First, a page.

Comparison of optical coherence tomographic assessment between first- and second-generation drug-eluting stents
Byeong-Keuk Kim ; Jung-Sun Kim ; Myeong-Ki Hong ; Yangsoo Jang ; Donghoon Choi ; Young-Guk Ko ; Junbeom Park
Yonsei Medical Journal, Vol.53(3) : 524~529, 2012
Yonsei Medical Journal
PURPOSE: There is a lack of sufficient data in comparison of optical coherence tomographic (OCT) findings between first- and second-generation drug-eluting stents (DES). Compared to first-generation (i.e., sirolimus- or paclitaxel-eluting stents), second-generation DESs (i.e., everolimus- or biolinx-based zotarolimus-eluting stents) might have more favorable neointimal coverage.
MATERIALS AND METHODS: Follow-up OCT findings of 103 patients (119 lesions) treated with second- generation DESs were compared with those of 139 patients (149 lesions) treated with first-generation DESs. The percentage of uncovered or malapposed struts, calculated as the ratio of uncovered or malapposed struts to total struts in all OCT cross-sections, respectively, was compared between the two groups.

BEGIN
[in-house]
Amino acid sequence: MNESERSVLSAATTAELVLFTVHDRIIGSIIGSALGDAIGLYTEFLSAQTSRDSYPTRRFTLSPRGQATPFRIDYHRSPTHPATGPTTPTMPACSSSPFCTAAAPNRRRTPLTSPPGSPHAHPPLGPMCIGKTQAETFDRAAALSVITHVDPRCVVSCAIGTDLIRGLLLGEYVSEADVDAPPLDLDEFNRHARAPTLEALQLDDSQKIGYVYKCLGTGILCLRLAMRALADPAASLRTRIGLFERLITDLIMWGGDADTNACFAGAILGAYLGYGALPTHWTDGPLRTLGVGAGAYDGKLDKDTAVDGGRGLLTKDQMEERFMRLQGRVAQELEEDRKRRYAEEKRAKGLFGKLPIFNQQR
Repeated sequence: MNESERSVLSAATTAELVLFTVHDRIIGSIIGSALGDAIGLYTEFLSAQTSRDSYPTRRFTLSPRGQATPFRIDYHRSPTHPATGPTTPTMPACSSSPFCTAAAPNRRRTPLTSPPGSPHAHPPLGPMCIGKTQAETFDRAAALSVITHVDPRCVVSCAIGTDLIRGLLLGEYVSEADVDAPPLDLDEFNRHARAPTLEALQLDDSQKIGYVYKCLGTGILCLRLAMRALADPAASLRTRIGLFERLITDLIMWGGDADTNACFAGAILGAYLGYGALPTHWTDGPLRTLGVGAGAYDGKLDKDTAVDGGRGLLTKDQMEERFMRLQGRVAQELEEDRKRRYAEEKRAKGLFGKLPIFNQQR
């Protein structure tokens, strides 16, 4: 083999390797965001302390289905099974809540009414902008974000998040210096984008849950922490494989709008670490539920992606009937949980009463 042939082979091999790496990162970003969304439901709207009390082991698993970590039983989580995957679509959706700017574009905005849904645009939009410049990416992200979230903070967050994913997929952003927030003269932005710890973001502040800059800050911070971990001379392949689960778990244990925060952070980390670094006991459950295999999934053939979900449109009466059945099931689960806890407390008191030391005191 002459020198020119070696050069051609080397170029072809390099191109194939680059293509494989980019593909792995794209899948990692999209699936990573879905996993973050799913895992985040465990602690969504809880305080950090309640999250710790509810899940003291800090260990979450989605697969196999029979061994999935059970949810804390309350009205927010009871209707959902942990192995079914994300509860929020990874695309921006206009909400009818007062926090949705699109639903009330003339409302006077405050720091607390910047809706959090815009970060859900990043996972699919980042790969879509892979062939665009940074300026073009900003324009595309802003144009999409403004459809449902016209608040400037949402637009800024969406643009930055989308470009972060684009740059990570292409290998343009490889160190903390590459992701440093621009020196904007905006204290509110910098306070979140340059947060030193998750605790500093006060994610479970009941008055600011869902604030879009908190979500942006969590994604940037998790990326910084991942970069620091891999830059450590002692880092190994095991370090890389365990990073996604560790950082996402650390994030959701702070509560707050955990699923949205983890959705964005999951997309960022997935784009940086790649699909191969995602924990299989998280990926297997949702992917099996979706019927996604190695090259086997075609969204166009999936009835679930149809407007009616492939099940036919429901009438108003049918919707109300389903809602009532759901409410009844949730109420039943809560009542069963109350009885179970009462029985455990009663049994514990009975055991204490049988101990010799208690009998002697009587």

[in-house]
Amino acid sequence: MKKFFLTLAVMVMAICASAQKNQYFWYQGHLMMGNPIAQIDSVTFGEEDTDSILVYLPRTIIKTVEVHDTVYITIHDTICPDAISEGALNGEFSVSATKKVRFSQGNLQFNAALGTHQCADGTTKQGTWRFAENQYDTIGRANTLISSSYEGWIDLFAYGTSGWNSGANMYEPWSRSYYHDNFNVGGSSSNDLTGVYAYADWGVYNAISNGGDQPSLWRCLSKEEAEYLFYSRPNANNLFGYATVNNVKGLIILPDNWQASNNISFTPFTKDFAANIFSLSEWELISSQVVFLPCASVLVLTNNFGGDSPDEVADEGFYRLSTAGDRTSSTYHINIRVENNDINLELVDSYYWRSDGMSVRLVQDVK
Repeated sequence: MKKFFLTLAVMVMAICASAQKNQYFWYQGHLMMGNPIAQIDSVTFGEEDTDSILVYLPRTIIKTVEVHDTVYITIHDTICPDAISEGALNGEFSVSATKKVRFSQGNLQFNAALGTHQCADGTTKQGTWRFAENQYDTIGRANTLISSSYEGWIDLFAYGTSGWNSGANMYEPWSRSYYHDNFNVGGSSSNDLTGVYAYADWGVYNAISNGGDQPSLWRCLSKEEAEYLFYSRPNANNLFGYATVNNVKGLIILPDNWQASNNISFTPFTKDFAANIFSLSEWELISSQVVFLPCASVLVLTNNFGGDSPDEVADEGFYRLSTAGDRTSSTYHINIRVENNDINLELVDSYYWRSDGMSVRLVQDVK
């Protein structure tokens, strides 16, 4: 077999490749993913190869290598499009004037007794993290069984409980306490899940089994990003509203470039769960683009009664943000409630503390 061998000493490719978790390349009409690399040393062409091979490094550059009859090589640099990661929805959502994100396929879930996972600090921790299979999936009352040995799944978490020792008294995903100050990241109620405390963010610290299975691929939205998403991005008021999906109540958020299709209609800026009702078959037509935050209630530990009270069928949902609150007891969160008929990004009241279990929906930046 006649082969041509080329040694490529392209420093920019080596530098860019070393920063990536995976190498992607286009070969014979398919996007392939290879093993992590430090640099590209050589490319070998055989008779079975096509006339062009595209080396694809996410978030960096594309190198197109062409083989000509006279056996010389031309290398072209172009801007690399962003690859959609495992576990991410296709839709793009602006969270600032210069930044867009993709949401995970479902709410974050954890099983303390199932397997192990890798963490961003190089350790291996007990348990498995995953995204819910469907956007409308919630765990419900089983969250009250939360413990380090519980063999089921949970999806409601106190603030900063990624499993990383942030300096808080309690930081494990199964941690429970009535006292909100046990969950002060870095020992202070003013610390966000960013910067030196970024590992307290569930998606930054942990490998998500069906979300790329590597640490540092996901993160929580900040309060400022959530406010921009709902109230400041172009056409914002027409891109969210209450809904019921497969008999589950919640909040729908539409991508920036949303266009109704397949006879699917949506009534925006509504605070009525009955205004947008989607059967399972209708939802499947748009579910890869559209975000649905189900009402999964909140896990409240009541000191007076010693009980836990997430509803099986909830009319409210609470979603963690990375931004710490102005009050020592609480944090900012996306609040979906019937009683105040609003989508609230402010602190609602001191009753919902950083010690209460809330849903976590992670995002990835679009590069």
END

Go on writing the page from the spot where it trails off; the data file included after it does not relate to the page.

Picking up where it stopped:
RESULTS: Both DES groups showed similar suppression of neointimal hyperplasia (NIH) on OCT (mean NIH cross-sectional area; second- vs. first-generation=1.1±0.5 versus 1.2±1.0 mm², respectively, p=0.547). However, the percentage of uncovered struts of second-generation DESs was significantly smaller than that of first-generation DESs (3.8±4.8% vs.7.5±11.1%, respectively, p<0.001). The percentage of malapposed struts was also significantly smaller in second-generation DESs than in first-generation DESs (0.4±1.6% vs.1.4±3.7%, respectively, p=0.005). In addition, intra- stent thrombi were less frequently detected in second-generations DESs than in first-generation DESs (8% vs. 20%, respectively, p=0.004).
CONCLUSION: This follow-up OCT study showed that second-generation DESs characteristically had greater neointimal coverage than first-generation DESs.